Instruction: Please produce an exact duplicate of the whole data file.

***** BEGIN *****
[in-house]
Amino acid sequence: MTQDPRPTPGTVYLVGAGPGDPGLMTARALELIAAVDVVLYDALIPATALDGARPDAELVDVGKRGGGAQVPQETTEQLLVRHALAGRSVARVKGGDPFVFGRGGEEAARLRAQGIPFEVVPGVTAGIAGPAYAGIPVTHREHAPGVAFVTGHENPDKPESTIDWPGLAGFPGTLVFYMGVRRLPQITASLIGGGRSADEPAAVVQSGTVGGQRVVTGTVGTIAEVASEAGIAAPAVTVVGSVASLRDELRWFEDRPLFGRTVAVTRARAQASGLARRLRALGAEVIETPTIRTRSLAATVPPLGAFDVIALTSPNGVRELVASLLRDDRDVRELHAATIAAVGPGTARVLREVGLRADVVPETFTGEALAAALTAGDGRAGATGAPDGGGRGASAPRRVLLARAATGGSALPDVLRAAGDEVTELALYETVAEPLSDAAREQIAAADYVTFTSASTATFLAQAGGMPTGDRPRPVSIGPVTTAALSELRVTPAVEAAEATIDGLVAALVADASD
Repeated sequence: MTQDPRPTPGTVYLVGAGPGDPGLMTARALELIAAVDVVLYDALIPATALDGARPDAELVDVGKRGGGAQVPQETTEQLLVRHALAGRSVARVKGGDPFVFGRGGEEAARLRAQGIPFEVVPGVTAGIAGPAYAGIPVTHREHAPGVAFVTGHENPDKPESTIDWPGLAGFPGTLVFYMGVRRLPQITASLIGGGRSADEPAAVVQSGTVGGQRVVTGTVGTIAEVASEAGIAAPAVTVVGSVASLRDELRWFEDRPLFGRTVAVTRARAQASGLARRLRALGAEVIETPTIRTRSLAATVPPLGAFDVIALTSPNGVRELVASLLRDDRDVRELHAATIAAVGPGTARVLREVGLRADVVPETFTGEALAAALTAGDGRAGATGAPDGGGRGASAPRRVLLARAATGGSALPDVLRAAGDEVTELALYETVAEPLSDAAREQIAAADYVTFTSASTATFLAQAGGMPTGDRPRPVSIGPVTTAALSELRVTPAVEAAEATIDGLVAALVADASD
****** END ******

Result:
[in-house]
Amino acid sequence: MTQDPRPTPGTVYLVGAGPGDPGLMTARALELIAAVDVVLYDALIPATALDGARPDAELVDVGKRGGGAQVPQETTEQLLVRHALAGRSVARVKGGDPFVFGRGGEEAARLRAQGIPFEVVPGVTAGIAGPAYAGIPVTHREHAPGVAFVTGHENPDKPESTIDWPGLAGFPGTLVFYMGVRRLPQITASLIGGGRSADEPAAVVQSGTVGGQRVVTGTVGTIAEVASEAGIAAPAVTVVGSVASLRDELRWFEDRPLFGRTVAVTRARAQASGLARRLRALGAEVIETPTIRTRSLAATVPPLGAFDVIALTSPNGVRELVASLLRDDRDVRELHAATIAAVGPGTARVLREVGLRADVVPETFTGEALAAALTAGDGRAGATGAPDGGGRGASAPRRVLLARAATGGSALPDVLRAAGDEVTELALYETVAEPLSDAAREQIAAADYVTFTSASTATFLAQAGGMPTGDRPRPVSIGPVTTAALSELRVTPAVEAAEATIDGLVAALVADASD
Repeated sequence: MTQDPRPTPGTVYLVGAGPGDPGLMTARALELIAAVDVVLYDALIPATALDGARPDAELVDVGKRGGGAQVPQETTEQLLVRHALAGRSVARVKGGDPFVFGRGGEEAARLRAQGIPFEVVPGVTAGIAGPAYAGIPVTHREHAPGVAFVTGHENPDKPESTIDWPGLAGFPGTLVFYMGVRRLPQITASLIGGGRSADEPAAVVQSGTVGGQRVVTGTVGTIAEVASEAGIAAPAVTVVGSVASLRDELRWFEDRPLFGRTVAVTRARAQASGLARRLRALGAEVIETPTIRTRSLAATVPPLGAFDVIALTSPNGVRELVASLLRDDRDVRELHAATIAAVGPGTARVLREVGLRADVVPETFTGEALAAALTAGDGRAGATGAPDGGGRGASAPRRVLLARAATGGSALPDVLRAAGDEVTELALYETVAEPLSDAAREQIAAADYVTFTSASTATFLAQAGGMPTGDRPRPVSIGPVTTAALSELRVTPAVEAAEATIDGLVAALVADASD